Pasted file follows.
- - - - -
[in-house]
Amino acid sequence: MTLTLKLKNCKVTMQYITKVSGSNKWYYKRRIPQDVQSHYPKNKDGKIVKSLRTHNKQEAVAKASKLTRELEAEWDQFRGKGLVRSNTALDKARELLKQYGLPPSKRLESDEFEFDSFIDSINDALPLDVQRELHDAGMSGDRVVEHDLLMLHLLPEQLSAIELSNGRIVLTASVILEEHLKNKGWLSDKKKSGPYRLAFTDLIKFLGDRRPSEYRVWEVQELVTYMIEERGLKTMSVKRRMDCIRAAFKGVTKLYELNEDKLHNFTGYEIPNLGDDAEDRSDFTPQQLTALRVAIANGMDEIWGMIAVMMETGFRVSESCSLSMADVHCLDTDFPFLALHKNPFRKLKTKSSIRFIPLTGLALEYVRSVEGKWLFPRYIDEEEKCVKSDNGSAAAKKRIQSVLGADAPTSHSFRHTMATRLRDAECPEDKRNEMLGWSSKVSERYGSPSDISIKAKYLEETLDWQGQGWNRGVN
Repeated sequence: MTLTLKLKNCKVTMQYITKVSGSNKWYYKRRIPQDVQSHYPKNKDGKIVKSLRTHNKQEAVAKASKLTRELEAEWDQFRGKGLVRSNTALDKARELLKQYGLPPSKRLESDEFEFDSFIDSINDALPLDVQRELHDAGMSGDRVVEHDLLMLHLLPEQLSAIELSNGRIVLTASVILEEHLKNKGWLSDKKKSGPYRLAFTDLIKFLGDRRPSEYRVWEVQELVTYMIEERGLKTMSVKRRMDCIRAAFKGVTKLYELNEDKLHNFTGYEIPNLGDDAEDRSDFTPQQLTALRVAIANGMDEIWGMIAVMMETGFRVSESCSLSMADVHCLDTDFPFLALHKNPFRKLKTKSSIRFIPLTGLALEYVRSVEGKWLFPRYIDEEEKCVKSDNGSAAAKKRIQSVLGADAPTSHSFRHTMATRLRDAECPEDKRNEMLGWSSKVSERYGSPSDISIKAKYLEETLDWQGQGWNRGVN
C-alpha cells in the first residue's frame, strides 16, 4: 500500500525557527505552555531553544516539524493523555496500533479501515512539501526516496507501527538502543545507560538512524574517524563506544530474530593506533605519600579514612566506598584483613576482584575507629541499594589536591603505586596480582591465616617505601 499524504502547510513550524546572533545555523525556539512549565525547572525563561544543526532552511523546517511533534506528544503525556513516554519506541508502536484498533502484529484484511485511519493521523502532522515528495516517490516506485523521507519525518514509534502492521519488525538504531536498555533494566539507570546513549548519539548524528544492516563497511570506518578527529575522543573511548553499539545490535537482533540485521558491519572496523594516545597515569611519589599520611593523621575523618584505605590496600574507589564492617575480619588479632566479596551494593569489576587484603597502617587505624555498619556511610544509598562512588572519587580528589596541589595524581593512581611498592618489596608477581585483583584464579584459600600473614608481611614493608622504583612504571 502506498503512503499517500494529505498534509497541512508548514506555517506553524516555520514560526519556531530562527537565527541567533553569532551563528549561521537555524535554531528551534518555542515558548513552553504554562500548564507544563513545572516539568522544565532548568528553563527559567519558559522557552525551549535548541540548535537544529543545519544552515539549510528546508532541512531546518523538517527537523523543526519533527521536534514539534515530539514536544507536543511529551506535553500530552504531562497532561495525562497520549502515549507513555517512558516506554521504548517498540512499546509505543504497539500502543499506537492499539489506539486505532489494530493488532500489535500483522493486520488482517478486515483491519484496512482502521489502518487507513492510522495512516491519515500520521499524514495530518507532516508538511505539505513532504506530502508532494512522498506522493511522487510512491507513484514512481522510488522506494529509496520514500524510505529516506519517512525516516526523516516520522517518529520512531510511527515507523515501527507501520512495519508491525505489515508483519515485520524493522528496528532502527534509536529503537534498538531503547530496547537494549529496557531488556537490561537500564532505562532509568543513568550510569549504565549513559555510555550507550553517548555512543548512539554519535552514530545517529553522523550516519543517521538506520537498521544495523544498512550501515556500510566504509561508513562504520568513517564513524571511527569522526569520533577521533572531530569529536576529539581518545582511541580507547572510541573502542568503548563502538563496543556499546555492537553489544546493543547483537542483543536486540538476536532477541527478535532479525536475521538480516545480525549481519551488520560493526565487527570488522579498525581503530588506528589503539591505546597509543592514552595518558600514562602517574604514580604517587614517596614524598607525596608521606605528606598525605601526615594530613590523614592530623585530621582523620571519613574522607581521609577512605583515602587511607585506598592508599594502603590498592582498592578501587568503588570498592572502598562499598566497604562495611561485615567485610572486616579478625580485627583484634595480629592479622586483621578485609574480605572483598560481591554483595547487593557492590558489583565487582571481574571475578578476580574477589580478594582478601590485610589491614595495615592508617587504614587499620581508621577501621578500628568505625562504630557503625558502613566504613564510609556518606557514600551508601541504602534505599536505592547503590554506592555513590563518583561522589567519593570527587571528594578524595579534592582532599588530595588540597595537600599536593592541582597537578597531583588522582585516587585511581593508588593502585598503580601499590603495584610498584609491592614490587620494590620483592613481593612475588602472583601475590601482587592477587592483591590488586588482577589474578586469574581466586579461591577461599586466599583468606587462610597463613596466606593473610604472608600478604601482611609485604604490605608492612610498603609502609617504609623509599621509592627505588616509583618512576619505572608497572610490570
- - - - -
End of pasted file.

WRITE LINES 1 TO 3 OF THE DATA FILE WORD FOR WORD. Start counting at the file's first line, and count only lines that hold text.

[in-house]
Amino acid sequence: MTLTLKLKNCKVTMQYITKVSGSNKWYYKRRIPQDVQSHYPKNKDGKIVKSLRTHNKQEAVAKASKLTRELEAEWDQFRGKGLVRSNTALDKARELLKQYGLPPSKRLESDEFEFDSFIDSINDALPLDVQRELHDAGMSGDRVVEHDLLMLHLLPEQLSAIELSNGRIVLTASVILEEHLKNKGWLSDKKKSGPYRLAFTDLIKFLGDRRPSEYRVWEVQELVTYMIEERGLKTMSVKRRMDCIRAAFKGVTKLYELNEDKLHNFTGYEIPNLGDDAEDRSDFTPQQLTALRVAIANGMDEIWGMIAVMMETGFRVSESCSLSMADVHCLDTDFPFLALHKNPFRKLKTKSSIRFIPLTGLALEYVRSVEGKWLFPRYIDEEEKCVKSDNGSAAAKKRIQSVLGADAPTSHSFRHTMATRLRDAECPEDKRNEMLGWSSKVSERYGSPSDISIKAKYLEETLDWQGQGWNRGVN
Repeated sequence: MTLTLKLKNCKVTMQYITKVSGSNKWYYKRRIPQDVQSHYPKNKDGKIVKSLRTHNKQEAVAKASKLTRELEAEWDQFRGKGLVRSNTALDKARELLKQYGLPPSKRLESDEFEFDSFIDSINDALPLDVQRELHDAGMSGDRVVEHDLLMLHLLPEQLSAIELSNGRIVLTASVILEEHLKNKGWLSDKKKSGPYRLAFTDLIKFLGDRRPSEYRVWEVQELVTYMIEERGLKTMSVKRRMDCIRAAFKGVTKLYELNEDKLHNFTGYEIPNLGDDAEDRSDFTPQQLTALRVAIANGMDEIWGMIAVMMETGFRVSESCSLSMADVHCLDTDFPFLALHKNPFRKLKTKSSIRFIPLTGLALEYVRSVEGKWLFPRYIDEEEKCVKSDNGSAAAKKRIQSVLGADAPTSHSFRHTMATRLRDAECPEDKRNEMLGWSSKVSERYGSPSDISIKAKYLEETLDWQGQGWNRGVN